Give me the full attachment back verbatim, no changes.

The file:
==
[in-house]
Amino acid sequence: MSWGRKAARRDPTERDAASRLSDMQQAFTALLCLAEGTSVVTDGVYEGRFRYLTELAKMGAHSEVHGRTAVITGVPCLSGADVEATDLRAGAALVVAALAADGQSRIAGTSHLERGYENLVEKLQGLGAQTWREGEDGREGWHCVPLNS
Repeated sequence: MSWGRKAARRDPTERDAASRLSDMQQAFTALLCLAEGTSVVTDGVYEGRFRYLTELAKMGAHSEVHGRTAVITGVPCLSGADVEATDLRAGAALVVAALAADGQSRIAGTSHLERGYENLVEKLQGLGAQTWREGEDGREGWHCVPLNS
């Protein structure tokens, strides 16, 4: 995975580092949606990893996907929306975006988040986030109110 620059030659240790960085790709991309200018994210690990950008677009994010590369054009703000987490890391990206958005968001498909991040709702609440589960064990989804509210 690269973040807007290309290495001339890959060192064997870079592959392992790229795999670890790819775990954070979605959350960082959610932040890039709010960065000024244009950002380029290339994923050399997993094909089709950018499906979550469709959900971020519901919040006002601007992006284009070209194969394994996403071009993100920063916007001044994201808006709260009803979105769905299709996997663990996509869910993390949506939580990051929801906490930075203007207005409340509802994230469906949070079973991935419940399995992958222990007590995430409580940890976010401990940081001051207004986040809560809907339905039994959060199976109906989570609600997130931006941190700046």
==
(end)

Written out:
[in-house]
Amino acid sequence: MSWGRKAARRDPTERDAASRLSDMQQAFTALLCLAEGTSVVTDGVYEGRFRYLTELAKMGAHSEVHGRTAVITGVPCLSGADVEATDLRAGAALVVAALAADGQSRIAGTSHLERGYENLVEKLQGLGAQTWREGEDGREGWHCVPLNS
Repeated sequence: MSWGRKAARRDPTERDAASRLSDMQQAFTALLCLAEGTSVVTDGVYEGRFRYLTELAKMGAHSEVHGRTAVITGVPCLSGADVEATDLRAGAALVVAALAADGQSRIAGTSHLERGYENLVEKLQGLGAQTWREGEDGREGWHCVPLNS
């Protein structure tokens, strides 16, 4: 995975580092949606990893996907929306975006988040986030109110 620059030659240790960085790709991309200018994210690990950008677009994010590369054009703000987490890391990206958005968001498909991040709702609440589960064990989804509210 690269973040807007290309290495001339890959060192064997870079592959392992790229795999670890790819775990954070979605959350960082959610932040890039709010960065000024244009950002380029290339994923050399997993094909089709950018499906979550469709959900971020519901919040006002601007992006284009070209194969394994996403071009993100920063916007001044994201808006709260009803979105769905299709996997663990996509869910993390949506939580990051929801906490930075203007207005409340509802994230469906949070079973991935419940399995992958222990007590995430409580940890976010401990940081001051207004986040809560809907339905039994959060199976109906989570609600997130931006941190700046």